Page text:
And while some people might feel a little uncomfortable about the private sector being invited into the public, the reality is that everything from the electricity running in your house to the high-tech fighter jets keeping you safe relies heavily on the support of private companies. So, here’s a closer look at some of the important ways contractors step in to help the government.
1. Building the Military
A quick look at the biggest federal contractors for the U.S. government for 2017 should make it clear just how interlinked private companies are to our public defense. The top five government contractors — Lockheed Martin, Boeing, General Dynamics, Raytheon and Northrop Grumman — have some $115.2 billion obligated to them for some 215,896 different actions, including the design and construction of much of the nation’s Air Force.
The military even relies on private military companies to provide soldiers in some circumstances. In fact, the U.S. is the world’s largest user of private military and security forces, which are employed in a variety of capacities, including protecting U.S. diplomatic personnel for the Department of State. The practice is one that has stoked some controversy, though, over how much government oversight is exerted over private security companies like G4S or MVM.
2. Traveling to Space
NASA officially ended its space shuttle program in 2011, ending about a half-century of space exploration done solely at the government’s behest. But that doesn’t mean the United States is out of the space game. There are private space companies like Elon Musk’s SpaceX or Jeff Bezos’ Blue Origin that are designing and building reusable rockets that will hopefully allow them to act as contractors for delivering payloads — and maybe tourists — into the great beyond.
3. Providing Utilities
Utilities present an interesting economic problem. The infrastructure cost of building massive networks of power plants, transformers and power lines (or reservoirs, water pumps, pipes and sewage treatment plants, for that matter) is too high to expect competing companies to exist, but the services they provide are too important to leave to a series of local monopolies. That’s why most Americans have utilities provided by private companies that are themselves overseen by a public utilities commission that carefully regulates rates to ensure consumers are protected. So while turning on the lights is a service protected by the government, there are also some 11 different companies in the S&P 500 that make their money providing services like water and power.
4. Building Infrastructure
When it comes to building infrastructure like roads and bridges, the federal government doesn’t employ an army of construction workers and engineers to actually go out and build them. That’s why contracting out to private companies is commonplace.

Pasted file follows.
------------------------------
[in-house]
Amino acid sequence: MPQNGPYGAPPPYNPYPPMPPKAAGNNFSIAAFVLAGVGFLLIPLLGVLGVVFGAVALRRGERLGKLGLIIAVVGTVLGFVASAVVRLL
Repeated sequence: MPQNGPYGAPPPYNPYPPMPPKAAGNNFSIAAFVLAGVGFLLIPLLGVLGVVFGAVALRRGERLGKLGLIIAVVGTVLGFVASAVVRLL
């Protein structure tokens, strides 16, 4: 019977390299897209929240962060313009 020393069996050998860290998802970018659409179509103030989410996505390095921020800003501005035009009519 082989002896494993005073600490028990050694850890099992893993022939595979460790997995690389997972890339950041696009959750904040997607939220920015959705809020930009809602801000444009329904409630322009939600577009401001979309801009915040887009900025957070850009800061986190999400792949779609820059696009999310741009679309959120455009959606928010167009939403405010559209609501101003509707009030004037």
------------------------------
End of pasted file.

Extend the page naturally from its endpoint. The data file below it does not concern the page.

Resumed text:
In fact, many infrastructure projects are only made possible by build-operate-transfer contracts. These allow the government to hire a company to build a highway or bridge on its own dime and then operate it and charge tolls for a set period of time — allowing the company to recoup expenses and turn a fair profit — before moving ownership of the project back to the government so that it can serve the public free of charge. It’s one way that major infrastructure projects can come to fruition without relying on a huge upfront investment of capital by the government. The state of Texas, for instance, has a number of tollways that were built through public-private partnerships.
5. Contracting for Just About Everything
Even beyond some of these more notable projects, a wide variety of other contractors serve the government in important ways. The largest contractor for the U.S. Department of the Treasury, for instance, is Coins ‘N Things, a tiny 50-person family company started in 1973 that has half a billion dollars in obligations due from the federal government for 2017. How? In 2011, the company became the government’s largest supplier of precious metals, selling billions of dollars of silver and gold to the United States Mint.
Likewise, you might have never heard of the construction companies BL Harbert International or Caddell Construction, but each has obligations for 2017 in excess of $1 billion from the State Department to build things like embassies or consulates.
6. Bidding at Bond Auctions
The government pays out a lot of money to private businesses to take on the work it can’t handle in-house, but a lot of that money is also coming from private businesses. That’s because the United States funds its deficits by borrowing from private lenders like investment banks.
The government covers its debts by selling treasuries — bonds with maturity terms from anywhere between one month to 30 years. It sells these treasuries at auctions — there were 284 public auctions in 2018 issuing $10.194 trillion in debt — where the entity that’s ready to accept the lowest interest rate will win.
One result of this is that a lot of companies and investors are in competition to buy up all that debt, pushing down borrowing costs for the federal government. In fact, there have been periods where American treasuries were selling with a negative yield — meaning the competition to accept the lowest interest rate got so heated that someone eventually accepted one so low that they were paying the government for the privilege of lending it money.
Private-Public Partnerships Are Key to Providing Public Services
It ultimately can cost a lot of money to maintain a workforce over time, making it too costly for governments to be able to handle each and every task that falls to them internally. As such, building relationships with private companies can be an essential part of a functioning government. In fact, they played an essential role in the transcontinental railroad, the New Deal, winning World War II, building the highway system and much, much more.
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